Monday, November 3, 2014

At Home In Ithaca

When summer lacrosse tournaments or camp games end in ties, a standard tiebreaking procedure is the dreaded "Braveheart."

What's a Braveheart? It's one-on-one, full-field lacrosse, along with goalies. Each team sends out one player to face-off and then play one-on-one until somebody scores. It usually doesn't last too long, since it's a bit difficult to chase someone the length of a lacrosse field once you've given up a step.

TigerBlog thought this would have been a much cooler way to decide who advanced at the Liberty Hockey Invitational first round games Friday at the Prudential Center in Newark, rather than having a conventional three-round shootout.

UConn and Merrimack opened the tournament with a 2-2 tie, and Princeton and Yale concluded the day with their own 2-2 tie. Because of the tournament format, though, someone had to advance to the final, so there was a shootout.

How about a Braveheart instead? Each team sends out the goalie and one skater. They face off and play until someone scores. How much more fun would that be?

Hey, the NHL should adopt this too.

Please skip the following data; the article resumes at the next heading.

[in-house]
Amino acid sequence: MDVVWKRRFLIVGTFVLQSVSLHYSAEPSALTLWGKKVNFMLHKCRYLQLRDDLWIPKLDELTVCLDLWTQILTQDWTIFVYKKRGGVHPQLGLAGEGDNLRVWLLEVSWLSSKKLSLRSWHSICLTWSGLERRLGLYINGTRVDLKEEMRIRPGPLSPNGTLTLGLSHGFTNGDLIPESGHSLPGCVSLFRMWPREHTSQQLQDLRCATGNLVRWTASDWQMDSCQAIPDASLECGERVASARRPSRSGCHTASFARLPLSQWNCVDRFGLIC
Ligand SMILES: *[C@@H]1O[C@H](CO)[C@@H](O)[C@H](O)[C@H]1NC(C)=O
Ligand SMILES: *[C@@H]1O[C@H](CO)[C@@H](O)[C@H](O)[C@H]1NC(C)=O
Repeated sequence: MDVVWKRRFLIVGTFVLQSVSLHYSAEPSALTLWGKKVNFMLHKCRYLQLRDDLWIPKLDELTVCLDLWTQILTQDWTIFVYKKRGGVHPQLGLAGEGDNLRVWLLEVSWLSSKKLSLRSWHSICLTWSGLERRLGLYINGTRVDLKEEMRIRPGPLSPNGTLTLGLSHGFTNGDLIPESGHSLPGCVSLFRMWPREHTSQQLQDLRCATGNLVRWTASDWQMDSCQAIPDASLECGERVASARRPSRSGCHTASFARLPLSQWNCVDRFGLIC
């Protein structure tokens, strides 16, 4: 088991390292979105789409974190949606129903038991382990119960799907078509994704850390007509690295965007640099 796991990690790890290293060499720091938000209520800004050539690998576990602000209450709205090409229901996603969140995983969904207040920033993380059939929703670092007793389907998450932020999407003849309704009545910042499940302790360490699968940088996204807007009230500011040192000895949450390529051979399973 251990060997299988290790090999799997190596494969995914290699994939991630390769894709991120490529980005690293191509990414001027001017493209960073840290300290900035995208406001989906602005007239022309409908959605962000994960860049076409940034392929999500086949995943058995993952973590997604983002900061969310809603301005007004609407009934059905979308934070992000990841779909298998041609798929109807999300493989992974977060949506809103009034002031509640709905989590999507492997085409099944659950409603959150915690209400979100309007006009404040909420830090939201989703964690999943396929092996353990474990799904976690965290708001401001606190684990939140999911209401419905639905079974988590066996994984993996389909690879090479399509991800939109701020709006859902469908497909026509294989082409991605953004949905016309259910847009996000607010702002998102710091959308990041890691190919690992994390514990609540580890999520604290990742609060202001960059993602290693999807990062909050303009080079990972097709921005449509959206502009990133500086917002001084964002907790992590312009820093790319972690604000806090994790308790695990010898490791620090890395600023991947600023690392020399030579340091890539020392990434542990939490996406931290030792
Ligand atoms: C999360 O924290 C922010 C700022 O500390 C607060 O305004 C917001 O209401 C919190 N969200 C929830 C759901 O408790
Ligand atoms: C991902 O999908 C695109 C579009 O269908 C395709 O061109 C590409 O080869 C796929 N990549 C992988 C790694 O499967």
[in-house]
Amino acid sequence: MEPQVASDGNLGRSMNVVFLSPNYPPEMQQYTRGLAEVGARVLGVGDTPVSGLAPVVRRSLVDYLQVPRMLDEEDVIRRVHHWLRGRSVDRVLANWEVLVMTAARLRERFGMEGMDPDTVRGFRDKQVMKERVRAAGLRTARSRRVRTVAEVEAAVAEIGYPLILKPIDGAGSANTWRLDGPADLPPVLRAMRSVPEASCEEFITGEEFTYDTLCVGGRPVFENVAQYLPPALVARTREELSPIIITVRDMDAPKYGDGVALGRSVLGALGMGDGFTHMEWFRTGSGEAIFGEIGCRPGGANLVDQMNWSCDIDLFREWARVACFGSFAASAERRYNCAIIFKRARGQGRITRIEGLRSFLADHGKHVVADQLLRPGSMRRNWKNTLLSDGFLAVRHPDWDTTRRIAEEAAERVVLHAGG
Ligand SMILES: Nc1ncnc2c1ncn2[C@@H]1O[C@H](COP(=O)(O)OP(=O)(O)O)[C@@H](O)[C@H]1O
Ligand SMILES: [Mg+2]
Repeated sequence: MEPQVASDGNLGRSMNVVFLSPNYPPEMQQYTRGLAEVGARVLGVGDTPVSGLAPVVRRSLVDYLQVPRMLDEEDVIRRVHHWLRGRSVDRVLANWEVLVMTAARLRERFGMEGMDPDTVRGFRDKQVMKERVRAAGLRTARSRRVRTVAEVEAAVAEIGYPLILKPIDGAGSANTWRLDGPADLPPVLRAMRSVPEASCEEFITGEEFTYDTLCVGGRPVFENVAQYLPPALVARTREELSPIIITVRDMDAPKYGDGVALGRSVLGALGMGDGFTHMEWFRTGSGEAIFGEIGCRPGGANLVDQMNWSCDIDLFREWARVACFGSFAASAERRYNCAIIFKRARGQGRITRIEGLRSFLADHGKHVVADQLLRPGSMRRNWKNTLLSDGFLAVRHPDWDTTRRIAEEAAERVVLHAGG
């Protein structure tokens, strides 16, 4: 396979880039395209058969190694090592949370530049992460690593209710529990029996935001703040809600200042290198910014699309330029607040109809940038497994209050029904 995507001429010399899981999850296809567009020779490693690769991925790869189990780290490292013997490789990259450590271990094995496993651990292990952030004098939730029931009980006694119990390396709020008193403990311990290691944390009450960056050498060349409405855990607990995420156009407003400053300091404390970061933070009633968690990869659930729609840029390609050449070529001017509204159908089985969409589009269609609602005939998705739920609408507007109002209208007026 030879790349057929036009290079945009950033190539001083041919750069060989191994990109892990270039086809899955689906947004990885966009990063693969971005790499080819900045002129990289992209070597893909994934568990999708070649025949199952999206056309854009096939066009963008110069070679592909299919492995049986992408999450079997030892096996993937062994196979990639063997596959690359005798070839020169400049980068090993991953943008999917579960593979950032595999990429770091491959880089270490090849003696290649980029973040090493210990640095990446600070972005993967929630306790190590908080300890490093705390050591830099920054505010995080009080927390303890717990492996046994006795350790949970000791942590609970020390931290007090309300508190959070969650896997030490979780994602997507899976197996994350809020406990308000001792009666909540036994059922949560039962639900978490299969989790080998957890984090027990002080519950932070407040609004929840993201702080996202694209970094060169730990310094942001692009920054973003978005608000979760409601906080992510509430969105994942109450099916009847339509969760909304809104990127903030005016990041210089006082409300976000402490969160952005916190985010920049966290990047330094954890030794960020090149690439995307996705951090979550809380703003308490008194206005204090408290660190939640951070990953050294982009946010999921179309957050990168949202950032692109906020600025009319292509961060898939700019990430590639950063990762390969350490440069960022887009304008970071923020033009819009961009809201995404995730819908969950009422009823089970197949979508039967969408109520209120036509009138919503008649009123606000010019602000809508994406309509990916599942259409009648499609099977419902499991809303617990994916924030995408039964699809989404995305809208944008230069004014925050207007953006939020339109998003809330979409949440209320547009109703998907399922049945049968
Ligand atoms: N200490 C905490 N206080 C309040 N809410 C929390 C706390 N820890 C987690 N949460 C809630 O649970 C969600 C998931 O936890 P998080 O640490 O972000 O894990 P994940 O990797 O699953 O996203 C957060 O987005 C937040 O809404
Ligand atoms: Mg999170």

TigerBlog doesn't know much about hockey. He does know that Princeton has scored three goals this year, and they're all by freshmen. That's a good sign.

The Princeton-Yale game was a good one, the first for head coach Ron Fogarty with the Tigers, against the team that won the NCAA championship two years ago. The incredible thing about the game is that the teams meet again twice more in the regular season, and the next meeting was to be one day short of exactly three months later.

What will happen between then and now? A lot. But still, it was an entertaining day of hockey in Newark, and TB got a chance to see the arena, which he had not before.

At the same time, the Princeton women's hockey team was knocking off Cornell, who has dominated Ivy League women's hockey for the last few years. That game was played in Ithaca.

And this weekend, if it was Princeton-Cornell in Ithaca, Princeton won.